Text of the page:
Home... Index... Articles... Links... From the Press... Snippets... Message Board... Editor's Bio... Bulletin Board... Submissions... Free Update... Writers... E-mail

usadeepsouth.com


It's Good To Be Queen
by Allyn Mitchell Evans



I remember playing dress up when I was a small child. One early spring, right after turning eight, the idea of being a Queen consumed me. I wore my tiara everywhere. I knew that my subjects loved me—would do anything for me. I was a kind Queen. I ruled benevolently. Not only that, I was happy. My subjects blessed me with gifts and adoration. It felt good to be a Queen. It felt good to recognize who I was. I was special. Yes. I was special. My parents showered me with compliments and praise, and taught me from an early age how good it felt to be adored. I had doting uncles and aunts that cared about and for me. I was special in the eyes of many.

In response to my queenly feelings, my mother filled an oversized box with clothes and costume jewelry fit for a monarch. Daily I adorned myself in vibrant hues—fuchsia, red, yellow—and wore flashy costume jewels—emeralds, rubies, diamonds. To complement my accessories, I dressed in only the most extravagant garb and fabric wraps—scraps of velvet, cotton and paisley prints mother used sewing our patterned dresses. Knowing that all queens must have a red velvet robe, scepter and tiara, my mother used her imagination to give me all I needed to be truly regal.

As I approached adolescence my tiara began to slip and I lost sight of that perfect me. It all was blurred between trying to please others, following the rules and being myself. The distance between my mother and me grew as is typical during adolescence. No longer a friendly shoulder, mother was now distant and uninviting. In my eyes she had changed. In hindsight, I was the one that closed the door—buried my emotions and fled. Changes in my physical appearance, infused with a surge of hormones, sent me spiraling on a downward path.

Besides myself, the first to detect my changes were my childhood male friends. As I transitioned from budding girl to awkward female, the boys noticed and tormented me for the offense. One particularly painful event happened at a local basketball game. The boys found it fun to bark every time I passed and were eager to let me know I now looked like a dog. Only a few months previously, I had been a girlfriend and constant playmate. Suddenly, I was only worth a howl and a laugh. Without warning, no one seemed to understand me—not friends or family. All at once, I was an outcast and terribly alone.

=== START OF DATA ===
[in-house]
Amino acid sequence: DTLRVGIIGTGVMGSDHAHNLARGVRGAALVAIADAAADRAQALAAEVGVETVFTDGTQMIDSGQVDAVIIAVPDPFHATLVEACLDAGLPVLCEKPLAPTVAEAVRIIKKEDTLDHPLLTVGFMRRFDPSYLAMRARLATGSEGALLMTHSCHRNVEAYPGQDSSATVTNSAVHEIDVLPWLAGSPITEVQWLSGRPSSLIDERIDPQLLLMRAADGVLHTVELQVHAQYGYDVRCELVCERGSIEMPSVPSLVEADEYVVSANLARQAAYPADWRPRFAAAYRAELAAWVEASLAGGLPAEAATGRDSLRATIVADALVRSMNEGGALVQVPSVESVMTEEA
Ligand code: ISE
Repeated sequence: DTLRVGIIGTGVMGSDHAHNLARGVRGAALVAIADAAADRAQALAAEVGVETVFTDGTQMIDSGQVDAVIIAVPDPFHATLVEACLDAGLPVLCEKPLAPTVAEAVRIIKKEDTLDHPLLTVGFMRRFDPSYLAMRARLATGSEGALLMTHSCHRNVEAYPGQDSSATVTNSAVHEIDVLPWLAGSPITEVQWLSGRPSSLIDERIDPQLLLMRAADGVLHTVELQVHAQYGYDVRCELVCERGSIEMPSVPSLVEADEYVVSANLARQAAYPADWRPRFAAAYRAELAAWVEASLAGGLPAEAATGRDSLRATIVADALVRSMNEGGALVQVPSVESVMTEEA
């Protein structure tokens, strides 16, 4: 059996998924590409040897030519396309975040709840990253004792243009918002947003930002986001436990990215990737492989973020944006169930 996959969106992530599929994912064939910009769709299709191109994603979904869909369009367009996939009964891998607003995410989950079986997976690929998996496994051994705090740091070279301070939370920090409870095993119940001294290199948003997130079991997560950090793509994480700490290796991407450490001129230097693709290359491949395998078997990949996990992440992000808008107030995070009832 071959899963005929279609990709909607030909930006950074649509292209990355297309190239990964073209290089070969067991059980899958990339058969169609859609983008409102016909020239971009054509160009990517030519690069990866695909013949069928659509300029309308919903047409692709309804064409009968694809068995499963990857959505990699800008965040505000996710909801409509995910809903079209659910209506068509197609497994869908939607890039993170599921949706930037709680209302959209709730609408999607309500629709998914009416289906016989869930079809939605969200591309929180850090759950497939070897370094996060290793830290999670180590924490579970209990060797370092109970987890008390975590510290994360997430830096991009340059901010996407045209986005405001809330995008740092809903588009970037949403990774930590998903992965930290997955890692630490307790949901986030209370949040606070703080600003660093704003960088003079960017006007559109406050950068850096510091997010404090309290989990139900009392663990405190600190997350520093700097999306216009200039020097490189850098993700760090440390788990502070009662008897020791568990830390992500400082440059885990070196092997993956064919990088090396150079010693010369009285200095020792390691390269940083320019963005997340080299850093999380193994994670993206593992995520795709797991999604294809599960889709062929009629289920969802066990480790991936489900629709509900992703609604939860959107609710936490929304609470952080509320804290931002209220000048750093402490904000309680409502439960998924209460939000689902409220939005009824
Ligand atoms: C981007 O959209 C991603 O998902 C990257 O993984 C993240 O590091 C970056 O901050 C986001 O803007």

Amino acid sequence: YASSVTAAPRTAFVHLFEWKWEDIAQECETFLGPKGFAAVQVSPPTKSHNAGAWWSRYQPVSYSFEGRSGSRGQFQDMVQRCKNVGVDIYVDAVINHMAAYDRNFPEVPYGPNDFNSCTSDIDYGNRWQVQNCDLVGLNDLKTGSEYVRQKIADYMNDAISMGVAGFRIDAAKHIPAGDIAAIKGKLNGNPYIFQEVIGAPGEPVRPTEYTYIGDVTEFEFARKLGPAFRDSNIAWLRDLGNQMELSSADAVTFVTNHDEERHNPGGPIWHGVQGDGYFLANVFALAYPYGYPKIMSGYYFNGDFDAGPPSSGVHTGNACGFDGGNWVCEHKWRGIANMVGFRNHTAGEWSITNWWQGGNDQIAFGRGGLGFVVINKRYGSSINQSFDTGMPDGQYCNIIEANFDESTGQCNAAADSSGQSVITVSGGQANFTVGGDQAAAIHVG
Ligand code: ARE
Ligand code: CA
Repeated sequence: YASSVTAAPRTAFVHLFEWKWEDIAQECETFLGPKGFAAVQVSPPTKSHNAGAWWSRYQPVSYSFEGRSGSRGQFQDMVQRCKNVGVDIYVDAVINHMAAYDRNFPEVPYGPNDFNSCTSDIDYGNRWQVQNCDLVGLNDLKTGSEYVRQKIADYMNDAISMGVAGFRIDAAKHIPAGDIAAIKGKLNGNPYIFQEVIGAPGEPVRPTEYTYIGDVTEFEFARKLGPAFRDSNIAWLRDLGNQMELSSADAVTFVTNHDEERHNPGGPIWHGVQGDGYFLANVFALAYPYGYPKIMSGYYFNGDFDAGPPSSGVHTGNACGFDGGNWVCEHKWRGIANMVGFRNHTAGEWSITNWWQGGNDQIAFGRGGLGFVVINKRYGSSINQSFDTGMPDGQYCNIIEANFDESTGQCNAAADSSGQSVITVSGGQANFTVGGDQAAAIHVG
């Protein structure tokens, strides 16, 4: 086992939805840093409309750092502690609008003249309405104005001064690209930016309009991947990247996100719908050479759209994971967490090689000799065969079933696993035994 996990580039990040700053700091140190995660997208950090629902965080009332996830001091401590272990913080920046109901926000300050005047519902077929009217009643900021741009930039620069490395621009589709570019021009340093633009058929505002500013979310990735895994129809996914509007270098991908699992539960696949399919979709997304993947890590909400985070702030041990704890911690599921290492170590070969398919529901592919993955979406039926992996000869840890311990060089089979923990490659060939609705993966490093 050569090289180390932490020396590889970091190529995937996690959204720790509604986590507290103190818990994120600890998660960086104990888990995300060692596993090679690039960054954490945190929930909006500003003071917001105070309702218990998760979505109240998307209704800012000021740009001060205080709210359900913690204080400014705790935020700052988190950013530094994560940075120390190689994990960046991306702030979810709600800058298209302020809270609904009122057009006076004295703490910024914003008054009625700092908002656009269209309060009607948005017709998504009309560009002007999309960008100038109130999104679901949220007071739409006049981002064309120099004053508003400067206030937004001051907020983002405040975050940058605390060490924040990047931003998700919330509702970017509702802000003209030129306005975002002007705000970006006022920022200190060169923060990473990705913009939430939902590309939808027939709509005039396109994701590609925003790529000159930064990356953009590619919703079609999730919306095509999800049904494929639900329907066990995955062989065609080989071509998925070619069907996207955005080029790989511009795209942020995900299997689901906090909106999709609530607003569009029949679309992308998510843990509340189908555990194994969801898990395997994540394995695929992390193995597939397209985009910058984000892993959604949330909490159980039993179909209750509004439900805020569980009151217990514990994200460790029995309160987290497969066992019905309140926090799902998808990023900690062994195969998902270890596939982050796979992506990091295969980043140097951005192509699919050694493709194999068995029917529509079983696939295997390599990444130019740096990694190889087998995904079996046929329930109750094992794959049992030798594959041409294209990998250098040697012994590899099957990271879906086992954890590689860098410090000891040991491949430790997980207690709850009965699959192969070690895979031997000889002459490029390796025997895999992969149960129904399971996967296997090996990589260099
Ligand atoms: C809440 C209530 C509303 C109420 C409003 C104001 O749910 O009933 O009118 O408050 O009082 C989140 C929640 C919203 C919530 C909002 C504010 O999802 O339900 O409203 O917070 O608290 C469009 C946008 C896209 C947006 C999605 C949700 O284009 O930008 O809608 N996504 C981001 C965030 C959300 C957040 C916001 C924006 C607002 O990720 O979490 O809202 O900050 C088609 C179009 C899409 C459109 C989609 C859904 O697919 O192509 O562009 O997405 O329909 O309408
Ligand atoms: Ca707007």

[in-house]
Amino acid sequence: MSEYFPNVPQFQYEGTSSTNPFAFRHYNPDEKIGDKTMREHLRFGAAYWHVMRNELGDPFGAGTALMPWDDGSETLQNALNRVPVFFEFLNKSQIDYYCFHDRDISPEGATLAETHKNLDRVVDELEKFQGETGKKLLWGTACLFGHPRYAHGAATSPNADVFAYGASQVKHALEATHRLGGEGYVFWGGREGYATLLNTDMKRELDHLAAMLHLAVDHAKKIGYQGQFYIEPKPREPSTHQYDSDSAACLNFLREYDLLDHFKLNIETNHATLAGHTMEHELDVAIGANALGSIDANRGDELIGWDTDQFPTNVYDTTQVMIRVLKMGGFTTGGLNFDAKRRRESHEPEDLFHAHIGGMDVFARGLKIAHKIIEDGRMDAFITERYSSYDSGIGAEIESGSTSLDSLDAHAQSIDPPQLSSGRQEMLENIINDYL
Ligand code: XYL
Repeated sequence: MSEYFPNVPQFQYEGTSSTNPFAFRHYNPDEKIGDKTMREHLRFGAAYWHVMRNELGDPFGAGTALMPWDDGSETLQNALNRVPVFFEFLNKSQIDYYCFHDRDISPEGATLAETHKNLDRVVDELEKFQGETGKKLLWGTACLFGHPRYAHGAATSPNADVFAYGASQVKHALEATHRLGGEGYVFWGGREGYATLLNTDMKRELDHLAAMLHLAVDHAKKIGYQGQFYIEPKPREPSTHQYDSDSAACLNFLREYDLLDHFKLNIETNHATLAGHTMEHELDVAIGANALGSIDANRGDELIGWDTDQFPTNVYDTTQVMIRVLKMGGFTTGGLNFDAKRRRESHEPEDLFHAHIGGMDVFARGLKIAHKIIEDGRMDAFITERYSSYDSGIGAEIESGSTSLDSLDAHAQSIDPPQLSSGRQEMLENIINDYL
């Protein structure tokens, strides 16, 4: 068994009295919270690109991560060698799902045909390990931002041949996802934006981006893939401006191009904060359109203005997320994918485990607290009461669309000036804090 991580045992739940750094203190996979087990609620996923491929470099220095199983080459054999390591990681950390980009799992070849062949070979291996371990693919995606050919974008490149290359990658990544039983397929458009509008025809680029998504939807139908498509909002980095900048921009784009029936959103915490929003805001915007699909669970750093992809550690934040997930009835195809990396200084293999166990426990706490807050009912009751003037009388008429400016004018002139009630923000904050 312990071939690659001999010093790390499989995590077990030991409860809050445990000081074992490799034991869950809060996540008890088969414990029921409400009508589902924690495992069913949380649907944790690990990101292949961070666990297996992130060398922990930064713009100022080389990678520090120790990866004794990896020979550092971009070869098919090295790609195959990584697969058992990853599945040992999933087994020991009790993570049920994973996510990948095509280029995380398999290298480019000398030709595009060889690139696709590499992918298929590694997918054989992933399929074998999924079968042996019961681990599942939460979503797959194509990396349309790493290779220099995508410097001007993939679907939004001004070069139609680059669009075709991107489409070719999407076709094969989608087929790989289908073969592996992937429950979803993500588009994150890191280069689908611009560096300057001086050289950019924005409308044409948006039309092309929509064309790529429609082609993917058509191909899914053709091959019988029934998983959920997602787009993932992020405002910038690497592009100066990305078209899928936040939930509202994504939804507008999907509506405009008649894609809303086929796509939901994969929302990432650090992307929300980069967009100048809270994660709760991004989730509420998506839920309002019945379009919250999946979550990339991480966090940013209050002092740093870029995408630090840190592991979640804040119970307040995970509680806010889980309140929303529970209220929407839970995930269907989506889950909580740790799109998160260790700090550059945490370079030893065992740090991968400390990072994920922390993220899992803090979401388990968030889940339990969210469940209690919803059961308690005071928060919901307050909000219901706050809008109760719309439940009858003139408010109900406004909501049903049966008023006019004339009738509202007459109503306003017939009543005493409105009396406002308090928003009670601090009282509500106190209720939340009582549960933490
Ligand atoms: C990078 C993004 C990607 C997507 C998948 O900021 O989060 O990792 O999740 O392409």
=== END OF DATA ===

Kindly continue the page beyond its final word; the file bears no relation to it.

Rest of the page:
In the early struggles, during the anarchy, I lost. I decided I needed to protect my Queenly self. I hid in an ivory tower, away from anything or anyone who could hurt me—unfortunately, that included anyone who could help me too. In my place, I sent an imposter. The imposter was good. She looked like me. In some ways she acted like me. But, the phony was different. The replacement looked for ways to destroy me, and the connections I had with friends and family. She listened to everyone, basing all her decisions on the opinions of others. The fraud watched others closely to learn how she was supposed to behave—she was a quick study. Sometimes she played nice, but other times she was vengeful and mean spirited. Confused, she habitually sulked. Often she screamed and yelled at all the people who loved me.

Ditching my crown, I discovered hiding was the best protection. Tucking myself away, though, took me on a dangerous journey filled with sadness and depression. I cried out for help. I wailed in the black night. I peered in the deepest of darkest holes looking for salvation. But, for the longest, longest time no one came. No one heard me or seemed to care. I was missed, but the others seem to think the imposter was I and that I was she. My anguish was inconsolable. Why had I been deserted? Would I ever get out of this nightmare? Would I ever be Queen again? Then, I slept. I slept for a very long time. My sleep was fitful, but so was the imposter’s.